Two months earlier in September 1885, while Martine was expecting her 16th child, she and Moïse were present at the baptism of their first grandchild, Marie Rose. [19] The newborn was the daughter of Martine and her husband Calixte Desjardins, who had married the previous year.

Four Surviving Children

I can’t imagine what it must have been like for Moïse and Martine to go through these losses year after year. I don’t know how Martine coped and carried on, but perhaps she received comfort from her faith and gained a certain amount of happiness when her surviving children Martine, Malvina, Moïse and Israël married in her lifetime.

Martine died in the spring of 1912 in Ste-Adèle, 27 years after the death of her last child. [20]

Sources:

1. Ste-Adèle (Ste-Adèle, Quebec), parish register, 1861, p. 23 verso, entry no. M.22, Jeanvry – Guétier [sic] marriage, 26 November 1861; Ste-Adèle parish; digital image, “Quebec, Vital and Church Records (Drouin Collection), 1621-1967”, Ancestry.ca (http://www.ancestry.ca : accessed 16 November 2013).

2. St-Jérôme (St-Jérôme, Quebec), parish register, 1850, p. 21 recto, entry no. M.28, Guétier – Janvry [sic] marriage, 30 April 1850; St-Jérôme parish; digital image, “Quebec, Vital and Church Records (Drouin Collection), 1621-1967”, Ancestry.ca (http://www.ancestry.ca : accessed 16 November 2013).

3. Ste-Adèle (Ste-Adèle, Quebec), parish register, 1863, p. 10 recto, entry no. B.33, Martine Bélair baptism, 3 April 1863; Ste-Adèle parish; digital image, “Quebec, Vital and Church Records (Drouin Collection), 1621-1967”, Ancestry.ca (http://www.ancestry.ca : accessed 20 November 2013).

4. Ste-Adèle (Ste-Adèle, Quebec), parish register, 1864, p. 14 verso, entry no. B.63, Marie Malvina Bélair baptism, 28 June 1864; Ste-Adèle parish; digital image, “Quebec, Vital and Church Records (Drouin Collection), 1621-1967”, Ancestry.ca (http://www.ancestry.ca : accessed 20 November 2013).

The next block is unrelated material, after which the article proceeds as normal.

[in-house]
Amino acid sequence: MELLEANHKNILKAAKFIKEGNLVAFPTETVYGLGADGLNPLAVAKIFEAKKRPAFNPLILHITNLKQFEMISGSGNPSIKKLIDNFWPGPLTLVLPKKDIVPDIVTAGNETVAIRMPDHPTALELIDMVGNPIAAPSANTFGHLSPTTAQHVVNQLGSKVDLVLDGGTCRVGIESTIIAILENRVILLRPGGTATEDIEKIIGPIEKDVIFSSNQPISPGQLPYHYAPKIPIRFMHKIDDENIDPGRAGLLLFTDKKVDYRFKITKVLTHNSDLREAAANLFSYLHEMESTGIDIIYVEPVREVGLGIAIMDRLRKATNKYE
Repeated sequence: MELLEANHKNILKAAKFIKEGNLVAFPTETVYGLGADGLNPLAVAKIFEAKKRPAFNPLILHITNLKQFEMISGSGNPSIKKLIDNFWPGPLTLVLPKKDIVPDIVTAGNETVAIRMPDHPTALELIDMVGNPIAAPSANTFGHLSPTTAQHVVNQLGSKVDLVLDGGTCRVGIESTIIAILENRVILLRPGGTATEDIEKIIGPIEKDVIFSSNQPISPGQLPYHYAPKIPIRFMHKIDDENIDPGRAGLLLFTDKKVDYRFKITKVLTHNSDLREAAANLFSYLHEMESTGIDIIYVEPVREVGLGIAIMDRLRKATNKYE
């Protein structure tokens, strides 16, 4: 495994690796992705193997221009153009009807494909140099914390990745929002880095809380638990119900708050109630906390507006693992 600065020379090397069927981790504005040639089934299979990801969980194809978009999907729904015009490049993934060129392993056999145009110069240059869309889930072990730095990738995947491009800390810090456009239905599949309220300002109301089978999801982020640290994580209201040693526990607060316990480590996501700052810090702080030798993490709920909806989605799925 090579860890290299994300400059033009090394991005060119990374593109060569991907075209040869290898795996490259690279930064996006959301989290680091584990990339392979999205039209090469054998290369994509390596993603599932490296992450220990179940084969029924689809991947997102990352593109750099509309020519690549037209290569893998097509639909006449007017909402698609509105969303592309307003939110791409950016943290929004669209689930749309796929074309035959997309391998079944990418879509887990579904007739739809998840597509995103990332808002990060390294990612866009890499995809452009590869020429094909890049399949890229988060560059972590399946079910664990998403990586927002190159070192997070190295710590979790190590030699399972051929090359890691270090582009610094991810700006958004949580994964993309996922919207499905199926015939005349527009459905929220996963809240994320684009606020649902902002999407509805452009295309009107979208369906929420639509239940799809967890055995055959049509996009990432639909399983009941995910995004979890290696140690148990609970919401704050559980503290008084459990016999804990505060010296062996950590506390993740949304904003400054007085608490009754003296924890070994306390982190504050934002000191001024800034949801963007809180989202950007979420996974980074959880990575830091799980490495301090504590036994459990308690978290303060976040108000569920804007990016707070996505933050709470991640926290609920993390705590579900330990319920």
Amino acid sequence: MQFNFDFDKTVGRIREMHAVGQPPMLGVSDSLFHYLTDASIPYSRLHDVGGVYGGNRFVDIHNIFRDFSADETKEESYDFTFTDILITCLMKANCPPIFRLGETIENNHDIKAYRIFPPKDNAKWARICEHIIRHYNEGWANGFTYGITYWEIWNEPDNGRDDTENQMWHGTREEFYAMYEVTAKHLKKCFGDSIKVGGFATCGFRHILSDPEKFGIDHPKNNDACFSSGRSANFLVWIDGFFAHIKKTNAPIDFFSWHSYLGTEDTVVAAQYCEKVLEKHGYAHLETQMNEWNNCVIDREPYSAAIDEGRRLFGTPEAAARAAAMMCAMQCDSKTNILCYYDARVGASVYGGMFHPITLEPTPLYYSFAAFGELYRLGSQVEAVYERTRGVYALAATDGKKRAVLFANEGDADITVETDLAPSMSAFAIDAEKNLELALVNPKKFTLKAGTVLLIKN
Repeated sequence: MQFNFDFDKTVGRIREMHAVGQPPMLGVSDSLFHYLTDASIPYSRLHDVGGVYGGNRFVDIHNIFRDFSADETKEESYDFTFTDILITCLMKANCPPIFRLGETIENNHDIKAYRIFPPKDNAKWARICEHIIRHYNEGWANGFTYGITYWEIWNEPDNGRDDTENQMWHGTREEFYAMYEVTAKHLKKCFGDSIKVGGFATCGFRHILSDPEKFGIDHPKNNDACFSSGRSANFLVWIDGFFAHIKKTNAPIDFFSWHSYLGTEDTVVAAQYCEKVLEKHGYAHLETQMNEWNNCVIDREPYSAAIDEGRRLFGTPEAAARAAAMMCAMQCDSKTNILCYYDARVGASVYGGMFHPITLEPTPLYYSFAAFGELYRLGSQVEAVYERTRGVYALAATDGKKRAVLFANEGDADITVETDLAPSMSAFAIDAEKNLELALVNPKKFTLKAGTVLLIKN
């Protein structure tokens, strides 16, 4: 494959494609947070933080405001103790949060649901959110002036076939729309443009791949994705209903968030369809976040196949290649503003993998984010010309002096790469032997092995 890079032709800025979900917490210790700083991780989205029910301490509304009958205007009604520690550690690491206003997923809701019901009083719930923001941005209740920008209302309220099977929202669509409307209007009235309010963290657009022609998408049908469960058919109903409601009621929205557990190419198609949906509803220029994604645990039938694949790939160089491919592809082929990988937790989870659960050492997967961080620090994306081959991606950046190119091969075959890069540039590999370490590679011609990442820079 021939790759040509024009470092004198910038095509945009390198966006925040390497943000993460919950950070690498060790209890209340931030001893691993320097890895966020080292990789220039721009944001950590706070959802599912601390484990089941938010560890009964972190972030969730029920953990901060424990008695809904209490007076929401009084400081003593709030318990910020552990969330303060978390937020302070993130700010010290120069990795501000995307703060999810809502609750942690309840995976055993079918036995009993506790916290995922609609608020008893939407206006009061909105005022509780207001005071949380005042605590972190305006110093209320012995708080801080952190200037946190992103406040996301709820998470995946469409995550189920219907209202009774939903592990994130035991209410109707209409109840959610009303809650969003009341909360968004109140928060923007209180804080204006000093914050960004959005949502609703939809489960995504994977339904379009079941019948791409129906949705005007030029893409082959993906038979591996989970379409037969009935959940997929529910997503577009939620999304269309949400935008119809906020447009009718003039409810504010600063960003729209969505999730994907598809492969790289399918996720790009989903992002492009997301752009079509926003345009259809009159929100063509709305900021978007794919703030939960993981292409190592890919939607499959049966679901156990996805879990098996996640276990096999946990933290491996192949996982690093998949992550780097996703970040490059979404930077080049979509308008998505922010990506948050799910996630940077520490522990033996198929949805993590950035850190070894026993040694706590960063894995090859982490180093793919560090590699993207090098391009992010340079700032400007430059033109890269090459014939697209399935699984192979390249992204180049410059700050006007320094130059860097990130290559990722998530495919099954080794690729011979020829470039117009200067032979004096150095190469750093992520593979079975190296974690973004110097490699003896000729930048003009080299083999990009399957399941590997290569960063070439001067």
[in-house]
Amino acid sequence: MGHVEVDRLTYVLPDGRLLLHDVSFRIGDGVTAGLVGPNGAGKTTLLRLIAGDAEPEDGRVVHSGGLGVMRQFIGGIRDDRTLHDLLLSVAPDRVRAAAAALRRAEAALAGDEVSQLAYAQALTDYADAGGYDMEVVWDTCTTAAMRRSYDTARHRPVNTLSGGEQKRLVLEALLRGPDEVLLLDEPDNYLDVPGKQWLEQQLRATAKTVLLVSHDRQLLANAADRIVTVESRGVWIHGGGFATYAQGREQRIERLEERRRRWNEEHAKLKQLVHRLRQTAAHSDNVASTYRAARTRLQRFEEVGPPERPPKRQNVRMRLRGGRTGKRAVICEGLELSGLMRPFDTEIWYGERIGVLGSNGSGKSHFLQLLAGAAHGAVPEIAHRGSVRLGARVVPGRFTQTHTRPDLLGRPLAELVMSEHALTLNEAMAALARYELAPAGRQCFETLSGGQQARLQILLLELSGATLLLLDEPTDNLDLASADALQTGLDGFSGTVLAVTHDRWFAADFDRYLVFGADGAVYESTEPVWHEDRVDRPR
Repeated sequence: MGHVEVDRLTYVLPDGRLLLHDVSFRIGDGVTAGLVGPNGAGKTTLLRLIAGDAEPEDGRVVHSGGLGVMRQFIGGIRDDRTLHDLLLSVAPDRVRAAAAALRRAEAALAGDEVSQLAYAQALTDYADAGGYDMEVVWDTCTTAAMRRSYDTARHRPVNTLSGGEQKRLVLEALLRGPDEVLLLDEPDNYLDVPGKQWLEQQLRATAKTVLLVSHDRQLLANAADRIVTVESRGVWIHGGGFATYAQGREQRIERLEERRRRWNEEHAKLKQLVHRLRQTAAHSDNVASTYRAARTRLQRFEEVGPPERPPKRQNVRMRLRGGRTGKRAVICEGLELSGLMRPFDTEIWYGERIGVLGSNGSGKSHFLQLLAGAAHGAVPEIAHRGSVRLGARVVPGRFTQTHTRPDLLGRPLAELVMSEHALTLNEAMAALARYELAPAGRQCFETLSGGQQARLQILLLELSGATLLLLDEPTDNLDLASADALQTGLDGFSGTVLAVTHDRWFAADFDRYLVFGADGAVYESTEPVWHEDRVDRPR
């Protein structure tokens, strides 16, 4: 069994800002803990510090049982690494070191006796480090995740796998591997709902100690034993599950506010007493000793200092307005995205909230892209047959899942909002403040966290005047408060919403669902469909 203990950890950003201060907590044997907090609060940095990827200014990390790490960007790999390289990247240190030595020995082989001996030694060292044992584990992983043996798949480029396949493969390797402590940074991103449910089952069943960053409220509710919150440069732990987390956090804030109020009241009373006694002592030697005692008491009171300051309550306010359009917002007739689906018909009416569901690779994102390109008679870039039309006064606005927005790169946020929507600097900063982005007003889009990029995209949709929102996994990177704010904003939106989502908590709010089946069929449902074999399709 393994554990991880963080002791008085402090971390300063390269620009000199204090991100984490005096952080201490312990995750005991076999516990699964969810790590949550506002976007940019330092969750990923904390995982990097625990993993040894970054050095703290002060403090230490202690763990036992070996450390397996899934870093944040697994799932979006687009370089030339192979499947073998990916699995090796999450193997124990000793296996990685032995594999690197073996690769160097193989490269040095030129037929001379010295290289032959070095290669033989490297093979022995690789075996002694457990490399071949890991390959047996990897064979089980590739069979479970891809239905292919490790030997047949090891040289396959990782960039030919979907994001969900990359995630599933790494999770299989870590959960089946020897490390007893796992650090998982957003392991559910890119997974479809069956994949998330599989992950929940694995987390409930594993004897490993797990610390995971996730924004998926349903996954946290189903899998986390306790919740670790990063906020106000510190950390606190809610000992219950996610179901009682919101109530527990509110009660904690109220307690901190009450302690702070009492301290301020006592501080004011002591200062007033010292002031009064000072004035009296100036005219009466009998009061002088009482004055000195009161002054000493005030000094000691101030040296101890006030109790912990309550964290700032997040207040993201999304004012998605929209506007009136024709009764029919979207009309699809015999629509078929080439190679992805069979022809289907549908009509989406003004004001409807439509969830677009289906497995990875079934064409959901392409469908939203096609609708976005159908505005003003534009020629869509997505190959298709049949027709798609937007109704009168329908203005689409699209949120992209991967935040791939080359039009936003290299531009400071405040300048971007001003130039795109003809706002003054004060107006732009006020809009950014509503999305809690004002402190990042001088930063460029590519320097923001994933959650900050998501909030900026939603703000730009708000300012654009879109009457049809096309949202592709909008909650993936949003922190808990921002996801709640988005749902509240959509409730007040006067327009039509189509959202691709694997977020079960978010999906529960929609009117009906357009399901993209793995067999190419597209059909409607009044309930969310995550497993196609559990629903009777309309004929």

5. Ste-Adèle (Ste-Adèle, Quebec), parish register, 1866, p. 6 verso, entry no. B.21, Moïse Bélair baptism, 15 Mar 1866; Ste-Adèle parish; digital image, “Quebec, Vital and Church Records (Drouin Collection), 1621-1967”, Ancestry.ca (http://www.ancestry.ca : accessed 20 November 2013).

6. Ste-Adèle (Ste-Adèle, Quebec), parish register, 1867, p. 14 recto, entry no. B.63, Israël Bélair baptism, 7 October 1867; Ste-Adèle parish; digital image, “Quebec, Vital and Church Records (Drouin Collection), 1621-1967”, Ancestry.ca (http://www.ancestry.ca : accessed 20 November 2013).

7. Ste-Adèle (Ste-Adèle, Quebec), parish register, 1862, p. 8 verso, entry no. B.27, Damase Guéthier baptism, 16 March 1862; Ste-Adèle parish; digital image, “Quebec, Vital and Church Records (Drouin Collection), 1621-1967”, Ancestry.ca (http://www.ancestry.ca : accessed 15 November 2013).

8. Ste-Adèle (Ste-Adèle, Quebec), parish register, 1869, p. 21 recto, entry no. B.79, Adèle Bélaire [sic] baptism, 25 December 1869; Ste-Adèle parish; digital image, “Quebec, Vital and Church Records (Drouin Collection), 1621-1967”, Ancestry.ca (http://www.ancestry.ca : accessed 15 November 2013).